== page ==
This year's Tony to-do was a great night for actresses of color. In the winners' circle Phylicia Rashad became the first African-American to win the Tony for Leading Actress in a Play, and Audra McDonald became the first to win a fourth Tony for Featured Actress (a.k.a. "The Audra McDonald Category") — both for A Raisin in the Sun. Earlier in the evening, Anika Noni Rose was named Best Featured Actress in a Musical for Caroline, or Change — and every prognosticator in town predicted that Tonya Pinkins, who played her hardworking mother in that show, would easily follow suit as Best Actress. But, instead, the name that popped out of the envelope was Idina Menzel, the distinctly green head witch of Wicked.
Menzel already had her Happy Loser face in place. "Right before, when they named the nominees," she recalls, "my husband [actor Taye Diggs] leaned over and said, 'Honey, you know the smile you have on your face right now? If you lose, it's a really good smile. Keep it.'" So she froze it and braced for the worst. The best wasn't in her repertoire.
"I only remember what I said because I have since watched it. At the time I didn't remember anything at all. My agent had e-mailed me to have something in my head. 'Please don't be your usual self-deprecating self and not prepare anything. Don't assume you'll lose.' When I watched it, the best thing was my husband's reaction. It's always the best if you experience something through someone who loves you."
Diggs has been her good-luck-charm leading man in all her award-courting endeavors — in her 1996 Tony-nominated Broadway debut as Maureen in Rent and in her 2000 Drama Desk Award-nominated Off-Broadway debut as Kate in Andrew Lippa's The Wild Party. (He even filled in for a sidelined Norbert Leo Butz as Wicked's limber-limbed scarecrow.) "He has been through a couple of years of this show with me. They'd do a reading, then they'd go away and write some, and they'd do another reading. You keep hoping you'll still be right for what they're working on or they won't replace you with a big name. Then you get to New York, and you start worrying about your health and your voice and eight shows a week. My husband has seen all my neuroses going through that."
In a very real sense, the Tony to Menzel can be interpreted as her reclaiming a story that is, after all, hers. With songs by Stephen Schwartz and a book by Winnie Holzman from Gregory Maguire's novel, Wicked purports to turn "The Wizard of Oz" on its head, shaking sympathy for the devil and viewing good characters with unbecoming warts. First and last, it's the backstory of The Wicked Witch of the West — how sorcery-school hazing and other lifelong persecutions (because of her pea-soup pigmentation) turned the benign Elphaba into the cranky, maniacally cackling Margaret Hamilton we know from movies.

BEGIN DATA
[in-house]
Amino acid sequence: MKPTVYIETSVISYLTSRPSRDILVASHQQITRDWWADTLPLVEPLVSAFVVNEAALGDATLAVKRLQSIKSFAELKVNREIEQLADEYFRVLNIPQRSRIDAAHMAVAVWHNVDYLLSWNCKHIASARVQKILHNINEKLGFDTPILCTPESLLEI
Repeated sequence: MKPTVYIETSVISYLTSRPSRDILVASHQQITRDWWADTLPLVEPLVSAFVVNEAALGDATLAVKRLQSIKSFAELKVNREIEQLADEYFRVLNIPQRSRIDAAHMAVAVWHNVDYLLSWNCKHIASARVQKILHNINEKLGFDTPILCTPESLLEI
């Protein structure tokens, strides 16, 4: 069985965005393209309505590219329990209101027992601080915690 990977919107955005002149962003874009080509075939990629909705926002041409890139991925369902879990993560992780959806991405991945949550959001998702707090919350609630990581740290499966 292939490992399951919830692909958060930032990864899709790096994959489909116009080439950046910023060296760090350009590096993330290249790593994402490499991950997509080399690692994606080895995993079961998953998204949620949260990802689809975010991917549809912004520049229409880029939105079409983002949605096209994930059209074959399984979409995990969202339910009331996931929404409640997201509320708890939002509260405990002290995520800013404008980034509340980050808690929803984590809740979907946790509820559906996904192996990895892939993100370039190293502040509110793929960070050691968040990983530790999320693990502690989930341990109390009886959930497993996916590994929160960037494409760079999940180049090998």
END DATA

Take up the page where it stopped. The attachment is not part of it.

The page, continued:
It didn't help that her opposite number, Glinda, gooed with a cloying goodness and was played with twinkly tartness by Kristin Chenoweth. The imbalance of power was apparent when the show lifted off in San Francisco. "You don't really see this till you get in front of an audience," Menzel noted. "We took the summer off, and they did a lot of rewriting. Originally, Elphaba was much more of an observer. Everything happened around her. She was onstage a lot, but she didn't have an opinion about things. We couldn't see her point of view. The revised version gave her more intelligence and more of a sense of humor."
Menzel's favorite moment in the show is the vocally soaring "Defying Gravity," which rings down the first-act curtain with lights flashing and smoke billowing in a spectacular mix of stagecraft and witchcraft. "I love it if I'm feeling well. If I don't, it's pretty hard."
Well or unwell, Menzel has an excellent attendance record. "I take pride in that because I work very hard with my voice teacher. We break the music down and look at all the areas that might cause me problems if I've a cold. And I learn alternate melodies, just in case."
"Defying Gravity" is a yardstick for her in other ways, as well. "I had this real epiphany recently when I did a show-and-tell with these little kids up at Sacred Heart. They performed for me, and one little girl about ten did her own arrangement of 'Defying Gravity' with a piano player. I started crying on the second note. Afterward, we had a Q&A, and one kid asked, 'How do you do eight shows a week? What can get you through this week?' I said, 'This little girl who just sang for me will get me through this week.'"
The upside to winning a Tony (if more up is required): a raise for work well done. Her contract calls for her to cavort for the remainder of '04 with a new wizard (George Hearn), a new beau (Joey McIntyre) and a new Glinda (Jennifer Laura Thompson).
The downside? It has cost her her favorite color. "It used to be emerald green, but I think I'm kinda sick of it now. When I see something in a store that I really like and it's green, I don't buy it because I'm tired of people saying, 'Are you wearing that because you're playing the green girl?' 'No, I just like green.'" Now, the poor girl is trying to think pink!